8.4. 5-HT1D

Hamblin and Metcalf in 1991 [71] described sequence of human 5-HT1D serotonin receptor and two genes known as 5-HT1Da and 5-HT1Db were reported [72]. It was clear later that 5-HT1Db was the homologue receptor of rat 5-HT1B, so called 5-HT1B. Operational profiles between the former 5-HT1Da and 5-HT1Db receptors were almost indistinguishable, and similarities are still very present [41]. 5-HT1Da remained as the homologue of rat 5-HT1D, and so-called 5-HT1D. 5-HT1D binding sites resemble those of 5-HT1B receptors in hippocampus with very low presence [41, 73]. 5-HT1B/1D receptors are found at pre- and postsynaptic sites but presynaptic receptors are predominantly located on 5-HT hippocampal nerve terminals [63].

8.5. 5-HT1E

There is not a clear characterization of 5-HT1E due to the lack of specific ligands that might differentiate this receptor subtype; furthermore, expression of 5-HT1E has not been found in rodents, because there is a stop codon in the correspondent mRNA [41]. Cloning of this receptor was achieved using cDNA synthesized from monkey cortex and human hippocampal cDNA library [74] though confirming its presence in hippocampus, previously reported by the existence of a 5-HT1E subtype in human brain with findings in radioligand studies [75].

8.6. 5-HT1F

When 5-HT1F was found [76], it was designated as 5-HT1Eb due to its related pharmacological profile; 5-HT1F-labeling was moderate in granule cells of the dentate gyrus and hippocampal pyramidal cells in CA1–CA3, confirming its expression in hippocampus [77].

8.7. 5-HT2 Receptors

Receptors from this group were originally recognized by ligands like ketanserin, mesulergine, LSD, and spiperone, which were reported to have high affinities for 5-HT2 receptors compared to 5-HT1 group [78]. These receptors are coupled to phosphatidylinositol hydrolysis although some effects may involve intracellular calcium release via an independent mechanism [79]. Hoyer et al. [80] used Ketanserin binding though localizing 5-HT2 receptors recognition sites in hippocampus.

8.8. 5-HT2A

On the basis of the similarity in exerting the cellular effects which reflected the structural relationship with the former 5-HT1C receptor, Pritchett et al. (1988) used oligonucleotides encoding this serotonin receptor and found 5-HT2A sequence [81]. Julius et al. (1990) also found an encoding sequence for 5-HT2 which was expressed in hippocampus in a 10-fold lower level than in rat cortex [82]. The 5-HT2A receptor refers to the classical D receptor described by Gaddum and Picarelli in 1957 and defined later as 5-HT2 by Peroutka and Snyder in 1979 [37]. 5-HT2A expression in human hippocampus was confirmed with RT-PCR technique [83]. Immunoreactivity for 5-HT2A receptor in hippocampus was found primarily in the pyramidal cell layer of CA1–CA3 and in the granular layer of dentate gyrus [84]. Agonist studies with 1-(2,5-dimethoxy-4-iodophenyl)-2-aminopropane (DOI) indicate postsynaptic receptors for 5-HT2A [63]; in prelimbic prefrontal cortex, most 5-HT2A receptors were postsynaptically located, but presynaptic axons and varicosities locations were found [85]. Cellular localization of 5-HT2A receptors in astrocytes has been found in hippocampus [86].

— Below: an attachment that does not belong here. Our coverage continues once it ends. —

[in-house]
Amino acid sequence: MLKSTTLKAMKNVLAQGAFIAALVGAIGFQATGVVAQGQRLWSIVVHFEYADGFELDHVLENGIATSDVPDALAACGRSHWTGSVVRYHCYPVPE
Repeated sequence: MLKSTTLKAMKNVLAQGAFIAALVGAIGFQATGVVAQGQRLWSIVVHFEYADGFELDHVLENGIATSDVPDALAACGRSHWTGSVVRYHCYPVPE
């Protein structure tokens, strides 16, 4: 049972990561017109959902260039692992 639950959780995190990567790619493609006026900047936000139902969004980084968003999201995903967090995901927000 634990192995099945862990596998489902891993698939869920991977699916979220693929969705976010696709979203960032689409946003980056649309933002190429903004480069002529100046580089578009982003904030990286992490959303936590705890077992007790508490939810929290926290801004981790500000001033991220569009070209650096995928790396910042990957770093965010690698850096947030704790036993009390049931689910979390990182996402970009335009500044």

8.9. 5-HT2B

The “last” 5-HT2-like receptor subtype to be cloned was 5-HT2B [87] from rat stomach fundus. The origin and comparable sequence to 5-HT1C/2 led them to designate it as 5-HT2F (for fundus) and renamed as 5-HT2B after consensus of SCRNC in 1994. Cloned human 5-HT2B receptors had a high degree of homology with mouse and rat receptors although with higher affinity for ketanserin and a lower affinity for yohimbine; it was found at very low presence in the whole brain [88]. Expression of 5-HT2B receptors in cultured astrocytes from hippocampus with Ca2+ increases after stimulation with alpha-methyl 5-HT has been reported [89]. The presence of this receptor in astrocytes was verified with immunohistochemistry and westernblot analysis. Furthermore, microglial cell cultures expresses 5-HT2B receptors, and they are involved in the regulation of inflammatory cytokine production from blood cells [90].